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Getting a Handle on Budget Truths and Priorities

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In what seems to be an admission that the Obama Administration often opts for symbols over substance, a recent editorial in The New York Times asserts that the White House’s latest budget submission is, “like all presidential budgets,” merely “a statement of values and priorities, a blueprint to turning ideas into policies, a map of where the President wants to lead the country.” Perhaps it’s the equivalent of saying – with many words – don’t take too seriously the dollar figures contained within. If only hard-working Americans could be completely reassured by the Times’ observation, especially as the President seeks to saddle them with crushing new commuter-and-consumption costs through a $10.25 per barrel tax on oil.

That’s why here in Virginia, citizens should strongly urge Senators Mark Warner and Tim Kaine to make sure such a proposal is not only dead on arrival in Congress, but buried for good.

President Obama’s current budget plan has been described as a “déjà vu document.” It is replete with rosy economic assumptions, contains only a few nods to fiscal discipline (such as agriculture subsidy reforms), and refloats a raft of punitive tax hikes. The $10.25 per barrel tax on crude oil, while new and different in its details, reflects an old line of thinking at the White House.

Having so often sought the credit – and the public’s gratitude – for low prices at the pump, the President paradoxically continues to pursue policies that assume everyday taxpayers ought to be shelling out more. What else would explain his interest in a new tax that could raise the cost of gasoline by 25 cents a gallon every time motorists fill up, on top of higher prices for the consumer products that rely on gas-fueled transportation to get to market.

Families and businesses in Virginia are benefitting today from affordable, abundant energy. Only one year ago the price per gallon was $2.17. Now Virginia is ranked 11th on the states with the lowest price per gallon of $1.54 and trending downward. And yet, as some energy investment analyst Steven Kopits observed in a column for CNBC, this move would result in a “simple tax increase to be borne disproportionately by lower to middle income consumers.”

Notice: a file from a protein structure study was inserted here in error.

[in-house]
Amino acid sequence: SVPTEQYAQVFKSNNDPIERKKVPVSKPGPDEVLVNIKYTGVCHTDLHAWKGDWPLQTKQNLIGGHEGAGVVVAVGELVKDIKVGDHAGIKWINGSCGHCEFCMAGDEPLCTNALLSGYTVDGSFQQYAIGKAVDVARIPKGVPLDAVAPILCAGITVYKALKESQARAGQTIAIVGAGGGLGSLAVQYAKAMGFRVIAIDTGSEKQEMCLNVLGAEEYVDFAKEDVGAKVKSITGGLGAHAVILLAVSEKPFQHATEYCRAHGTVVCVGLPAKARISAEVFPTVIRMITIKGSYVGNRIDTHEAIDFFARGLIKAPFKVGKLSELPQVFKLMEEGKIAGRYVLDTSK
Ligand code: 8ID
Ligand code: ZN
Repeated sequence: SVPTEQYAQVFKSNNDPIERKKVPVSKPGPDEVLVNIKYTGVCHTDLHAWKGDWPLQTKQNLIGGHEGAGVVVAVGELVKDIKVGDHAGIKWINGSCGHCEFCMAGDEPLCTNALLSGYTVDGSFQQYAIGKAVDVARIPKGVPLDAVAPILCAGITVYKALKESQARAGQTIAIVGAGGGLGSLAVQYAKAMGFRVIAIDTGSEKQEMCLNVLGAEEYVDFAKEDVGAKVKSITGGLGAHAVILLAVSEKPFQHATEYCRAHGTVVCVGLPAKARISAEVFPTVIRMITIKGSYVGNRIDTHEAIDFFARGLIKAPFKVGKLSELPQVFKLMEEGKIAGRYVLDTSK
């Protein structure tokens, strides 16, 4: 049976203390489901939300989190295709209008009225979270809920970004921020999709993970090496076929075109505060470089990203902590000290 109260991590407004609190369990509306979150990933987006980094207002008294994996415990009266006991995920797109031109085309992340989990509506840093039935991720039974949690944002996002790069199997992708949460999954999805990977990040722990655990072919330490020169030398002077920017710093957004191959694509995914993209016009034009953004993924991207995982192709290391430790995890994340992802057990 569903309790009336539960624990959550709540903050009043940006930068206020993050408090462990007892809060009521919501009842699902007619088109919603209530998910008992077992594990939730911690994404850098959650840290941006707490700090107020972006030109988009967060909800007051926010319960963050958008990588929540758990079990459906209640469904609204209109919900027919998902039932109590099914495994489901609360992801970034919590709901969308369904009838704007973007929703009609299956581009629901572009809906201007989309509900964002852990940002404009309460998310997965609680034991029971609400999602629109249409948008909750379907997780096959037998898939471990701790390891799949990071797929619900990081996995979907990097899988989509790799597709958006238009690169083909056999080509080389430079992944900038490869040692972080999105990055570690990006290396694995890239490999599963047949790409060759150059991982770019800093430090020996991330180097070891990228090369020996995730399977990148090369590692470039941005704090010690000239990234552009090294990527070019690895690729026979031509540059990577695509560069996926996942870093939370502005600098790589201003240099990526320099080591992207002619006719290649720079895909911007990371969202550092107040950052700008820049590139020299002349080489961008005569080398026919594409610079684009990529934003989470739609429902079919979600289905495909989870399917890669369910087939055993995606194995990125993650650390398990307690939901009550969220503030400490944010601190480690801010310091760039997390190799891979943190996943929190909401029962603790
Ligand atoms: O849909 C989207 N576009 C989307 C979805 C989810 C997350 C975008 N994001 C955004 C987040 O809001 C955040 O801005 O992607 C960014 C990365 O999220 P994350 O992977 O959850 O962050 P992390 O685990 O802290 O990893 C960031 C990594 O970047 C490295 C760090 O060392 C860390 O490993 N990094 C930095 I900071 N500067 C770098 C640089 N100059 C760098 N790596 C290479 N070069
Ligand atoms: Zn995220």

And what is the ostensible objective of this unreasonable $32 billion per year tax? Again, if the budget can be believed, the tax would fund a “21st Century Clean Transportation System.” This would likely entail doubling down on inefficient mass transit schemes, subsidies for research that private industry can more effectively fund on its own, and more federal control over infrastructure that states and localities can better oversee.

The plan is neither affordable nor politically feasible. Despite the President’s constant claims that he yearns for bipartisan cooperation, this is not the vehicle for compromise; it is difficult to conceive of a Congressional majority voting to raise taxes on everyday Americans.

The trouble is, bad ideas such as these could gain traction in the future, and can serve as distraction from what needs to be done in the present. Sound policy now would prioritize existing taxes for fixing roads, encourage more competitive bidding for projects, cut red tape that drives up the cost of projects, and make future transportation networks more directly accountable to the users who fund them.

An equally urgent priority should be to move forward this year on designing a tax system that empowers rather than impedes our nation’s economy. America’s competitive standing on the world stage is currently jeopardized by our obscene, highest-in-the-industrialized-world corporate tax rate of over 39 percent. Considering the international trend of both lower rates and territorial tax collection – as opposed to the U.S. practice of worldwide taxation, where our businesses, operating overseas, get taxed twice – failure to reform the Tax Code in over 20 years seems beyond irresponsible.

Fortunately, the majority of presidential candidates and many Members of Congress have urged the U.S. government to bring our corporate rate in line with the OECD average of around 25 percent.

Virginia’s elected officials, including Senators Warner and Kaine can and should be a part of this solution, by committing to a comprehensive tax reform that features a fair, simple, and universally applied tax code, one that doesn’t pick winners and losers. The result will be a true triumph of substance over symbols, which will benefit all Americans.



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